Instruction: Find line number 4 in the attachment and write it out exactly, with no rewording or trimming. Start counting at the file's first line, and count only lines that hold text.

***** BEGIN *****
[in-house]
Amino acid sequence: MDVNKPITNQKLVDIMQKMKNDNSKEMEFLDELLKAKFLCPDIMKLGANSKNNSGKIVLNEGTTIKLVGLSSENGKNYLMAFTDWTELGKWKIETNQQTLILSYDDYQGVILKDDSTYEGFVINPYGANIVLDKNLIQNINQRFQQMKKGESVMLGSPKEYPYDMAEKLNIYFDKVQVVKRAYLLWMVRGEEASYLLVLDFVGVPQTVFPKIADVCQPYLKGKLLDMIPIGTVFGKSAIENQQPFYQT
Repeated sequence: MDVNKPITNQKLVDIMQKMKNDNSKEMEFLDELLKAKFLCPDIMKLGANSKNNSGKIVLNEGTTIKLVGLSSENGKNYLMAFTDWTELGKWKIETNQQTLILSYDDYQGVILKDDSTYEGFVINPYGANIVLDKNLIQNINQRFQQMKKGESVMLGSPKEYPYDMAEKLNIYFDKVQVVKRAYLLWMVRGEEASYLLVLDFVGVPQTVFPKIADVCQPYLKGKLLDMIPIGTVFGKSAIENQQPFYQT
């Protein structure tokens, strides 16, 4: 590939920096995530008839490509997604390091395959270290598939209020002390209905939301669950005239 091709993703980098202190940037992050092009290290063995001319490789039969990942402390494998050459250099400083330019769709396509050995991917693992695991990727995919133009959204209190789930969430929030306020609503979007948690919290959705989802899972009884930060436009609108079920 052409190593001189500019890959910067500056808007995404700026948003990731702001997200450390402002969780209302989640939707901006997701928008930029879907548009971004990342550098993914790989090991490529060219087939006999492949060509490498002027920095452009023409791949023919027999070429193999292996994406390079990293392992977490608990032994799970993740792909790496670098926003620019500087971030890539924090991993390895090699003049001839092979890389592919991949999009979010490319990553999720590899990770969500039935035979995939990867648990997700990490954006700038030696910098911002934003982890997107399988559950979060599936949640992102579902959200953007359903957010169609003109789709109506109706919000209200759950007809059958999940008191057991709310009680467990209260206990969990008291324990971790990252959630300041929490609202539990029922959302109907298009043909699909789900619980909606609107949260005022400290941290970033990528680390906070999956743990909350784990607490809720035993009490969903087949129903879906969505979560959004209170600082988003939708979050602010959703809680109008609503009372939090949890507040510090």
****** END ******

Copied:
């Protein structure tokens, strides 16, 4: 590939920096995530008839490509997604390091395959270290598939209020002390209905939301669950005239 091709993703980098202190940037992050092009290290063995001319490789039969990942402390494998050459250099400083330019769709396509050995991917693992695991990727995919133009959204209190789930969430929030306020609503979007948690919290959705989802899972009884930060436009609108079920 052409190593001189500019890959910067500056808007995404700026948003990731702001997200450390402002969780209302989640939707901006997701928008930029879907548009971004990342550098993914790989090991490529060219087939006999492949060509490498002027920095452009023409791949023919027999070429193999292996994406390079990293392992977490608990032994799970993740792909790496670098926003620019500087971030890539924090991993390895090699003049001839092979890389592919991949999009979010490319990553999720590899990770969500039935035979995939990867648990997700990490954006700038030696910098911002934003982890997107399988559950979060599936949640992102579902959200953007359903957010169609003109789709109506109706919000209200759950007809059958999940008191057991709310009680467990209260206990969990008291324990971790990252959630300041929490609202539990029922959302109907298009043909699909789900619980909606609107949260005022400290941290970033990528680390906070999956743990909350784990607490809720035993009490969903087949129903879906969505979560959004209170600082988003939708979050602010959703809680109008609503009372939090949890507040510090």